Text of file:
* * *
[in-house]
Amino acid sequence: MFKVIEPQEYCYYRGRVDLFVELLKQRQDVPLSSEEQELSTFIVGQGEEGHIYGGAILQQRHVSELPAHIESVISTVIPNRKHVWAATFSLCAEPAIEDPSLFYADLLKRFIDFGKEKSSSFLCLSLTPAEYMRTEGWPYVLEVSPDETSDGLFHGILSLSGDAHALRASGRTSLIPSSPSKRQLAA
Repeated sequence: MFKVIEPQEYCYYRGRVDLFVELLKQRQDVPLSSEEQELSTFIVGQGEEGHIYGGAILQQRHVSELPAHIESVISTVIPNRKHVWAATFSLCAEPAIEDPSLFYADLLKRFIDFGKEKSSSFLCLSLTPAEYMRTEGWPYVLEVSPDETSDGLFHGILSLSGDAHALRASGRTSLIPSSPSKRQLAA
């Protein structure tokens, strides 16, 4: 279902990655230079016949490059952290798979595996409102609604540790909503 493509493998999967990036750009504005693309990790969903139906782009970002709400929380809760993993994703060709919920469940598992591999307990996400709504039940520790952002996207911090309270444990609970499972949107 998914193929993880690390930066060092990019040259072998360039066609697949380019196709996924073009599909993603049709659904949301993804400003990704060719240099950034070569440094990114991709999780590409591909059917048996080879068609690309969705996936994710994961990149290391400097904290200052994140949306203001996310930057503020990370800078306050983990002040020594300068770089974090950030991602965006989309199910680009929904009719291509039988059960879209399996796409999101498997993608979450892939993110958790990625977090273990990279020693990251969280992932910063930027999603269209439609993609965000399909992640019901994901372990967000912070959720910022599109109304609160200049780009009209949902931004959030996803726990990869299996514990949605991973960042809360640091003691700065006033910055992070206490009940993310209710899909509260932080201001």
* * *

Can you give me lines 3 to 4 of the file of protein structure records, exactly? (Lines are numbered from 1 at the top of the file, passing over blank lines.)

Repeated sequence: MFKVIEPQEYCYYRGRVDLFVELLKQRQDVPLSSEEQELSTFIVGQGEEGHIYGGAILQQRHVSELPAHIESVISTVIPNRKHVWAATFSLCAEPAIEDPSLFYADLLKRFIDFGKEKSSSFLCLSLTPAEYMRTEGWPYVLEVSPDETSDGLFHGILSLSGDAHALRASGRTSLIPSSPSKRQLAA
């Protein structure tokens, strides 16, 4: 279902990655230079016949490059952290798979595996409102609604540790909503 493509493998999967990036750009504005693309990790969903139906782009970002709400929380809760993993994703060709919920469940598992591999307990996400709504039940520790952002996207911090309270444990609970499972949107 998914193929993880690390930066060092990019040259072998360039066609697949380019196709996924073009599909993603049709659904949301993804400003990704060719240099950034070569440094990114991709999780590409591909059917048996080879068609690309969705996936994710994961990149290391400097904290200052994140949306203001996310930057503020990370800078306050983990002040020594300068770089974090950030991602965006989309199910680009929904009719291509039988059960879209399996796409999101498997993608979450892939993110958790990625977090273990990279020693990251969280992932910063930027999603269209439609993609965000399909992640019901994901372990967000912070959720910022599109109304609160200049780009009209949902931004959030996803726990990869299996514990949605991973960042809360640091003691700065006033910055992070206490009940993310209710899909509260932080201001």